The Nature of Nostalgia
Another weekday night, another difficult decision. What am I going to watch on Netflix? Instinctively I go through my recently watched – back to the tried-and-true The Office. However, in the process I have overlooked dozens of recently added titles that didn’t go off the air in 2013. New documentary series about cults and undercover cops, talk shows from David Letterman and Joel McHale, a movie with the Workaholics guys and many more titillating titles. Yet over and over again, I return to the same old antics of Dunder Mifflin. I would really rather not say how many times I have seen every episode, but let’s just say it’s a higher than the number of championships Lebron James has. Why is this the case with millions of viewers that, even though there is a constant stream of original content being produced by Netflix (over 1,000 hours of content was produced in 2017), we choose to watch the same things on repeat?
Now, there is no inherent problem in giving something multiple viewings. Many films or shows, if made well, require multiple viewings in order to dissect the true meaning or catch a more subtle overarching theme. Films such as 2001: A Space Odyssey could be watched everyday for 100 lifetimes without even scratching the surface of what it truly says about humanity. With all of the philosophical musings and dream sequences, The Sopranos is a rich tapestry of concepts and hidden threads that lie beneath the surface of each episode. However shows like The Office or other networks' sitcoms or cartoons rarely, but not never, contain the aforementioned subtleties and depth that require multiple viewings to truly grasp.
Even so, repeated viewings of certain programs that don’t have quite the artistic merit can still breed further meaning. For example, The Simpsons has been running for nearly thirty years (of which only about two-thirds are watchable) but even so there is still a dedicated cult following that may not keep up with every Sunday’s “new” adventure in Springfield, but do consistently, and at times religiously, watch the classic episodes of the first ten years. These fans have even created their own communities on Facebook and Reddit built around the creation and distribution of Simpsons shitposts. Shitposts are not confined to one platform but are usually found on Reddit, then copied onto Facebook or Twitter, but what they are is essentially a crude mashup of references to a show or movie or various other media. A GIF or screenshot of one joke is mashed up with a shot of another joke and a shitpost is created. The more references shoved into one posting, the shittier the post (which, in Reddit slang, means it is better).
Obviously the benefits of watching the same Simpsons episodes on repeat for ten years (as I have) provides essentially no tangible benefits except the consistent joy hearing my favorite joke brings me each and every viewing. However another benefit is directly related to the viewing experience in that, depending on the age of first consumption (especially if the content was more driven toward adults), there may have been jokes that have gone over a young viewer's head. Rewatching the episode and catching a joke about the Clinton administration from a 15-year-old episode of Family Guy is merely gravy on the viewing experience. This is far different from the aforementioned pursuit of deeper meanings in more artistic projects.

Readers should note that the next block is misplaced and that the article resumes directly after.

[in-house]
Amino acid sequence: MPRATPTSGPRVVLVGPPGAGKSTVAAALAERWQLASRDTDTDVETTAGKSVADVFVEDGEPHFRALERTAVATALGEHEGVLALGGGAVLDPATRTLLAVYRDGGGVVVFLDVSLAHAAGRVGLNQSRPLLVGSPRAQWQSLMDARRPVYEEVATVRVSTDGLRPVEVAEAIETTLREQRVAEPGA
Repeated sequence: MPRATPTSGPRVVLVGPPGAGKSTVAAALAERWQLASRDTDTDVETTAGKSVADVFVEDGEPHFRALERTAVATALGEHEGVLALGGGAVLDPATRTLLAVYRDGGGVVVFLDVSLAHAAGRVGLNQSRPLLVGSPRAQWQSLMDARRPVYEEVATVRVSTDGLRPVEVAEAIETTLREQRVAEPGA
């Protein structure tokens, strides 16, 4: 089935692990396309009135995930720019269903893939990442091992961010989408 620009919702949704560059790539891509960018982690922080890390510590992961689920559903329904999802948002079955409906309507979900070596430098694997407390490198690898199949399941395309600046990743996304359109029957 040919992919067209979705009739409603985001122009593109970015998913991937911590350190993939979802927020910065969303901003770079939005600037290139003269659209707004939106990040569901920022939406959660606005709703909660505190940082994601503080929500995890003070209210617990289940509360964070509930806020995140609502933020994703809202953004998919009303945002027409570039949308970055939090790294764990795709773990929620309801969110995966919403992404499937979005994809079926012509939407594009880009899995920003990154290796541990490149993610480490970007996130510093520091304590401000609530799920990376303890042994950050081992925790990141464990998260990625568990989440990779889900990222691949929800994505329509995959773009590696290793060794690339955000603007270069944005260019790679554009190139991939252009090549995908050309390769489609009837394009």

But there is also a scientific explanation for what researchers have dubbed “reconsumption,” or enjoying the same experience (movie, book, vacation spot) multiple times. In a study conducted by marketing professors at American University and University of Arizona, one recurring theme they noticed was the tendency of subjects to use reconsumption as a sort of measurement for how their lives have changed and how they have grown since the last consumption. Some of the instances of what appeared to be pure nostalgia actually turned out to be quite deep. One woman, for example, rewatched Kevin Costner’s Message in a Bottle because the love story helped her work through her own issues of having a failed engagement. For her, it was a measurement of the emotional growth she had made since that emotional event. The same can be said for watching that old Family Guy episode from earlier. It feels gratifying that you have become more culturally literate and understand more of the references.
But even with all of this scientific research in mind, it’s still not a bad idea to try something new every now and then. How do you know that your new Simpsons or The Office isn’t sitting somewhere, hundreds of titles down your queue? That is another problem that is fueling the reboot/sequel phenomena in Hollywood. Nobody seems interested in anything new, so why shouldn’t studios keep making the same thing? If you somehow have no idea what I’m talking about, check out the new Dundee trailer. In previous generations, people weren’t able to just turn on their favorite episode of The Twilight Zone or pop in a DVD of Gone With the Wind whenever they were bored. They had to go out, experience new things and, yes, sometimes be disappointed in what they saw. But that is part of the culture of entertainment. Not everything can be pleasing to everyone, but that isn’t an excuse to just constantly reconsume the couple things that you do find pleasing. It means to keep watching and keep pushing Hollywood until they finally get it right again. Michael Scott isn’t coming back.